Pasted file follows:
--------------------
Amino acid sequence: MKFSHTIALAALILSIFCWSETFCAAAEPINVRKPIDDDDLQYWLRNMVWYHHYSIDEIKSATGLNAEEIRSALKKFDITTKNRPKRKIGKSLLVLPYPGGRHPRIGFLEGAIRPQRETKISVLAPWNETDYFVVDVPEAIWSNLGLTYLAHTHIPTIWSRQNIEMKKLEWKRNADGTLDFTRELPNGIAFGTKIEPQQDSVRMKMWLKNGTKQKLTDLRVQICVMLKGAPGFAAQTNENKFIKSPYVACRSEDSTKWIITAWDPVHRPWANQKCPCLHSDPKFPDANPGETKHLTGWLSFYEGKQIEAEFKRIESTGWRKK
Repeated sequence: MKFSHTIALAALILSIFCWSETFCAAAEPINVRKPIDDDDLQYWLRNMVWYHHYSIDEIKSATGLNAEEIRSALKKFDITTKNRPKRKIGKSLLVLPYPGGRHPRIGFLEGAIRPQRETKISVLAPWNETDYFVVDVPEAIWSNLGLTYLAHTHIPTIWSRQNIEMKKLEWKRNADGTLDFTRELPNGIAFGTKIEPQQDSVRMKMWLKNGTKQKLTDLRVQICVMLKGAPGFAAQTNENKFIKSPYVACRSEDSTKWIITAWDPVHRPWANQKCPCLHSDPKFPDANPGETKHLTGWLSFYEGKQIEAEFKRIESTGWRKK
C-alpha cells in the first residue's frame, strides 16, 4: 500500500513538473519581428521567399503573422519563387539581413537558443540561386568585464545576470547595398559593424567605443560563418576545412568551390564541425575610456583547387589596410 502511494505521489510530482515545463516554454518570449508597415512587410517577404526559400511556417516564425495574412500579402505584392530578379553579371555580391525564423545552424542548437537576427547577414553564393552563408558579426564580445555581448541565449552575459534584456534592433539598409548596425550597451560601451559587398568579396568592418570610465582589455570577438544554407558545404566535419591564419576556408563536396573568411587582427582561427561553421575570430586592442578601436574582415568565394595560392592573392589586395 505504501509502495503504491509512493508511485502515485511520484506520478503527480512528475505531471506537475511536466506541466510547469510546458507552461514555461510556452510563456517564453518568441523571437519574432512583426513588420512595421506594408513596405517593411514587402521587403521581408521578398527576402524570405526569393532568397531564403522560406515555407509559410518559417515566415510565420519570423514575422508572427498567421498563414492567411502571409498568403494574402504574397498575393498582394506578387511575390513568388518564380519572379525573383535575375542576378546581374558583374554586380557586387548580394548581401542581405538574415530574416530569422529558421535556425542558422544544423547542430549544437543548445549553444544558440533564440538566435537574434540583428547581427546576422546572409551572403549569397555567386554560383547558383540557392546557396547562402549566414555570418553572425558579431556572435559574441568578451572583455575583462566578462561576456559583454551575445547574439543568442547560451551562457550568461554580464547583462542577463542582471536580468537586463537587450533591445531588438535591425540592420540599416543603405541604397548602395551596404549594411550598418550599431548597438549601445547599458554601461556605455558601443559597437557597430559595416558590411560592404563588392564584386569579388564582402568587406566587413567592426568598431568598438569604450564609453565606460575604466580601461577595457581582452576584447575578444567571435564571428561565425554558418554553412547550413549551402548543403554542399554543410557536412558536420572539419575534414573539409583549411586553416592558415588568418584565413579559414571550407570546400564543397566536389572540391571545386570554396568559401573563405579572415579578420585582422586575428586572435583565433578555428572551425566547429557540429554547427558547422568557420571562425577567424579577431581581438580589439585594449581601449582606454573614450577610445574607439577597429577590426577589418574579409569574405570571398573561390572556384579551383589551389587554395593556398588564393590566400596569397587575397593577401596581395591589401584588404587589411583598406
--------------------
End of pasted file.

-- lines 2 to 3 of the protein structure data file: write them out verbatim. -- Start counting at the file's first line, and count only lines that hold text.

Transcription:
Repeated sequence: MKFSHTIALAALILSIFCWSETFCAAAEPINVRKPIDDDDLQYWLRNMVWYHHYSIDEIKSATGLNAEEIRSALKKFDITTKNRPKRKIGKSLLVLPYPGGRHPRIGFLEGAIRPQRETKISVLAPWNETDYFVVDVPEAIWSNLGLTYLAHTHIPTIWSRQNIEMKKLEWKRNADGTLDFTRELPNGIAFGTKIEPQQDSVRMKMWLKNGTKQKLTDLRVQICVMLKGAPGFAAQTNENKFIKSPYVACRSEDSTKWIITAWDPVHRPWANQKCPCLHSDPKFPDANPGETKHLTGWLSFYEGKQIEAEFKRIESTGWRKK
C-alpha cells in the first residue's frame, strides 16, 4: 500500500513538473519581428521567399503573422519563387539581413537558443540561386568585464545576470547595398559593424567605443560563418576545412568551390564541425575610456583547387589596410 502511494505521489510530482515545463516554454518570449508597415512587410517577404526559400511556417516564425495574412500579402505584392530578379553579371555580391525564423545552424542548437537576427547577414553564393552563408558579426564580445555581448541565449552575459534584456534592433539598409548596425550597451560601451559587398568579396568592418570610465582589455570577438544554407558545404566535419591564419576556408563536396573568411587582427582561427561553421575570430586592442578601436574582415568565394595560392592573392589586395 505504501509502495503504491509512493508511485502515485511520484506520478503527480512528475505531471506537475511536466506541466510547469510546458507552461514555461510556452510563456517564453518568441523571437519574432512583426513588420512595421506594408513596405517593411514587402521587403521581408521578398527576402524570405526569393532568397531564403522560406515555407509559410518559417515566415510565420519570423514575422508572427498567421498563414492567411502571409498568403494574402504574397498575393498582394506578387511575390513568388518564380519572379525573383535575375542576378546581374558583374554586380557586387548580394548581401542581405538574415530574416530569422529558421535556425542558422544544423547542430549544437543548445549553444544558440533564440538566435537574434540583428547581427546576422546572409551572403549569397555567386554560383547558383540557392546557396547562402549566414555570418553572425558579431556572435559574441568578451572583455575583462566578462561576456559583454551575445547574439543568442547560451551562457550568461554580464547583462542577463542582471536580468537586463537587450533591445531588438535591425540592420540599416543603405541604397548602395551596404549594411550598418550599431548597438549601445547599458554601461556605455558601443559597437557597430559595416558590411560592404563588392564584386569579388564582402568587406566587413567592426568598431568598438569604450564609453565606460575604466580601461577595457581582452576584447575578444567571435564571428561565425554558418554553412547550413549551402548543403554542399554543410557536412558536420572539419575534414573539409583549411586553416592558415588568418584565413579559414571550407570546400564543397566536389572540391571545386570554396568559401573563405579572415579578420585582422586575428586572435583565433578555428572551425566547429557540429554547427558547422568557420571562425577567424579577431581581438580589439585594449581601449582606454573614450577610445574607439577597429577590426577589418574579409569574405570571398573561390572556384579551383589551389587554395593556398588564393590566400596569397587575397593577401596581395591589401584588404587589411583598406